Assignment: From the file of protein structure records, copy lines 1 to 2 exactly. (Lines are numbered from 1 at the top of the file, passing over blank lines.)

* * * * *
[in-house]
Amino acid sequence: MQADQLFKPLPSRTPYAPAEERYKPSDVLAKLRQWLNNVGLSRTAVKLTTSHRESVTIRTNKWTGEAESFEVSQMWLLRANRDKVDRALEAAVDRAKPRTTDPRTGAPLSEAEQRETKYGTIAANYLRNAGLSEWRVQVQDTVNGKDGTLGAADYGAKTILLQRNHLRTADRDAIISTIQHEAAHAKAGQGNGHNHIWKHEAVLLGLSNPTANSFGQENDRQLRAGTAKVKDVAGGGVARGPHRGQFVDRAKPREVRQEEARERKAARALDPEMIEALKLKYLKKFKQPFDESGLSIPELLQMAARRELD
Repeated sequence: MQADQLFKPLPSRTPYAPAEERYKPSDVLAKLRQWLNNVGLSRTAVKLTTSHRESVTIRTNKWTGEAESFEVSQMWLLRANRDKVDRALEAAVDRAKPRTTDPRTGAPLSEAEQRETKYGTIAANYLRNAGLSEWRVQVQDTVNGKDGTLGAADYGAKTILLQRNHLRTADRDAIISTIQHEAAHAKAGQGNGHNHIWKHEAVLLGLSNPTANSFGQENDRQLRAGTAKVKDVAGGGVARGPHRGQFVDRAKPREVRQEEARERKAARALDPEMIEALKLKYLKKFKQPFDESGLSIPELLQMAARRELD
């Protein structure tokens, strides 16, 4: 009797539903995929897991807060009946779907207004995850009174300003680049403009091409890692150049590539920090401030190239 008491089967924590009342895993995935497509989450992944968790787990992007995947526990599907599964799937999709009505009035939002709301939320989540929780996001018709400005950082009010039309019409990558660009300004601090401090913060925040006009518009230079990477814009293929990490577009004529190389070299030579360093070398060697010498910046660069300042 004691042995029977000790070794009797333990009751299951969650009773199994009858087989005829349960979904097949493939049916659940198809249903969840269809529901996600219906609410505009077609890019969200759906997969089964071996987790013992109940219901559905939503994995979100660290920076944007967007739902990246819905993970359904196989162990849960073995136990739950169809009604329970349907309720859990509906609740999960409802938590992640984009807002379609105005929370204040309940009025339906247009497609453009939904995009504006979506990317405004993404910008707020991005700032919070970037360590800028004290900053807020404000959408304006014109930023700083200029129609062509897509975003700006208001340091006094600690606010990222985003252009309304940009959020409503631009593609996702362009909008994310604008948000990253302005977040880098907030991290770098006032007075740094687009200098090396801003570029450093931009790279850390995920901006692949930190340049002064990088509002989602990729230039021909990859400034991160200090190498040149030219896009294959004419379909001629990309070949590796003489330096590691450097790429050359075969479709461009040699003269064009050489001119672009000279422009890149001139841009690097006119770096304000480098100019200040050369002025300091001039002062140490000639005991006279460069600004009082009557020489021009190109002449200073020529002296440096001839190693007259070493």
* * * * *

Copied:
[in-house]
Amino acid sequence: MQADQLFKPLPSRTPYAPAEERYKPSDVLAKLRQWLNNVGLSRTAVKLTTSHRESVTIRTNKWTGEAESFEVSQMWLLRANRDKVDRALEAAVDRAKPRTTDPRTGAPLSEAEQRETKYGTIAANYLRNAGLSEWRVQVQDTVNGKDGTLGAADYGAKTILLQRNHLRTADRDAIISTIQHEAAHAKAGQGNGHNHIWKHEAVLLGLSNPTANSFGQENDRQLRAGTAKVKDVAGGGVARGPHRGQFVDRAKPREVRQEEARERKAARALDPEMIEALKLKYLKKFKQPFDESGLSIPELLQMAARRELD